A political death warrant
WASHINGTON — With her announcement that Democrats will move forward and vote on articles of impeachment, House Speaker Nancy Pelosi, D-Calif., may have signed a political death warrant for dozens of moderate Democrats elected in Trump districts.
Pelosi is speaker today because in 2018 Democrats were able to convince voters in 31 House districts Trump carried two years before to defect and vote for them. Democrats need these voters to stay in their column in 2020 if they are to hold onto the House and win back the White House.
But in key swing states, large majorities of these 2018 defectors now say they plan to back Trump again in 2020. The New York Times reported that “nearly two-thirds of voters in six battleground states who voted for President Trump in 2016 — but for Democratic congressional candidates in 2018 — say they intend to back the president against each of his top rivals.” The Times also reported that in 2018, voters in these states cast their ballots “for Democratic congressional candidates by an average of six points, all but identical to their actual winning margins.” That means these freshman Democrats already face an uphill battle to hold onto their seats.
Now, Pelosi is adding to their woes by forcing them to vote to recommend the removal of a president that voters in their districts say they plan to reelect. Already, she forced them to vote to authorize an impeachment inquiry, and all but two did so. But there is a world of difference between backing an impeachment inquiry and voting to impeach. Before the hearings began, swing-state voters said they supported the impeachment inquiry by a margin of 50 percent to 45 percent, but opposed impeaching and removing Trump by 53 percent to 43 percent. After weeks of wall-to-wall hearings, polls show that Democrats failed to move the needle in favor of impeachment and removal. Indeed, in Wisconsin, opposition to removal has nearly doubled. In other words, Democrats have failed to make their case.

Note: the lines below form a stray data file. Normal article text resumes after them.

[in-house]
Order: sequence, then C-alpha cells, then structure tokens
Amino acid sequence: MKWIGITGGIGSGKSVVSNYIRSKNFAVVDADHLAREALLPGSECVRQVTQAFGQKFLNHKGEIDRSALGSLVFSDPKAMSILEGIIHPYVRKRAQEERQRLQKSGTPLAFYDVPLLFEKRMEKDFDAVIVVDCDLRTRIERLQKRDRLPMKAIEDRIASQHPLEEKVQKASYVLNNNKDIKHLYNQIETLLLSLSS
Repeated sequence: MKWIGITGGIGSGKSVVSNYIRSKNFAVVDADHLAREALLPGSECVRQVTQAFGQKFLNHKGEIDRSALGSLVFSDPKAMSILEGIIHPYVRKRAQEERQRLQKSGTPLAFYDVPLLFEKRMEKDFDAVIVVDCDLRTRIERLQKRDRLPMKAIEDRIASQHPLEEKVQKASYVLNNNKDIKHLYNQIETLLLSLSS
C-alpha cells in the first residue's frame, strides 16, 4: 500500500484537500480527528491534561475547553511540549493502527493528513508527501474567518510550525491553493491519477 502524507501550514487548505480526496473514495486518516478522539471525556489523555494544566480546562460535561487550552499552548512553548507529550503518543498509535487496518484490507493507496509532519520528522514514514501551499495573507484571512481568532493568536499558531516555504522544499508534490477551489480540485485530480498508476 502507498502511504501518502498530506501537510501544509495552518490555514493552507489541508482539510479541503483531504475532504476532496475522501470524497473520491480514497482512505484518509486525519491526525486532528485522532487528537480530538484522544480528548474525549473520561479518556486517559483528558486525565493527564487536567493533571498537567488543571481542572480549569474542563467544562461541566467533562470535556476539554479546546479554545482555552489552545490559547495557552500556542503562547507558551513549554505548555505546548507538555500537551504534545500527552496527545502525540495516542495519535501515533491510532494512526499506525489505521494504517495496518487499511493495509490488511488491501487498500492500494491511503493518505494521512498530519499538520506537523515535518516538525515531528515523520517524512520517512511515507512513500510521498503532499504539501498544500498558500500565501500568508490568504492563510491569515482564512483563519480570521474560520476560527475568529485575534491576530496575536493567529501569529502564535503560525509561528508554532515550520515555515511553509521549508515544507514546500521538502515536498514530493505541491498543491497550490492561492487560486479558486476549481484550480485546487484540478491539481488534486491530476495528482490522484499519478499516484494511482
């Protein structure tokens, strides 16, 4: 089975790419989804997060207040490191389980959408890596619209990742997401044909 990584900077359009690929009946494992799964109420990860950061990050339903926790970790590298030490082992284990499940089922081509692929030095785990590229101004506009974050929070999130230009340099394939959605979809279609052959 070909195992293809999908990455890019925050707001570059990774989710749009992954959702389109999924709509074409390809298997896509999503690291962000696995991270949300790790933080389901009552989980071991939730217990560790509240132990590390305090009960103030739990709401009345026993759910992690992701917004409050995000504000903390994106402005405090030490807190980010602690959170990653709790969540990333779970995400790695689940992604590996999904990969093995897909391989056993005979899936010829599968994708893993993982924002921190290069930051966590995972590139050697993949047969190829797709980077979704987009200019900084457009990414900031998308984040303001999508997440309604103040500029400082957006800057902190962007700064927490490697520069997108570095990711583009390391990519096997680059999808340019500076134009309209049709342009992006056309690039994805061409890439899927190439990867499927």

By moving forward with impeachment anyway, Pelosi is putting her most vulnerable members in a terrible position. Split-ticket voting is already rare. The Washington Post reported in 2016 that that election “saw the highest percentage of STRAIGHT-ticket voters in more than a century.” And according to FiveThirtyEight, split-ticket voting hit a new low in 2018. Impeachment makes it even less likely that swing-state voters will split their tickets. Are voters really going to cast ballots to give Trump four more years and also to reelect the Democratic House members who tried to take that decision out of their hands by impeaching him?
Voters in these Trump districts are already frustrated with their Democratic representatives. They won on promises to work with the president to address issues like health care, prescription drug prices, infrastructure and trade. None of that is getting done, thanks to Democrats’ focus on impeachment. Indeed, there is speculation in the White House that the reason Pelosi has been slow-rolling the U.S.-Mexico-Canada free trade agreement Trump negotiated is not out of reluctance to give Trump a win, but because she needs it as leverage with her moderate members to get their votes for impeachment. “She’s using USMCA to get the impeachment vote,” Trump has said.
Pelosi isn’t stupid. She would not have announced a vote on articles of impeachment if she didn’t believe she had the votes. But while she can strong-arm the moderates in her caucus, she can’t strong-arm the voters in their districts. Her decision to move forward with impeachment means that many of those 31 Democrats seem destined to lose in November. Apparently, that is a price she is willing to pay to placate her party’s virulent anti-Trump base.
Marc A. Thiessen is a Creators Syndicate columnist.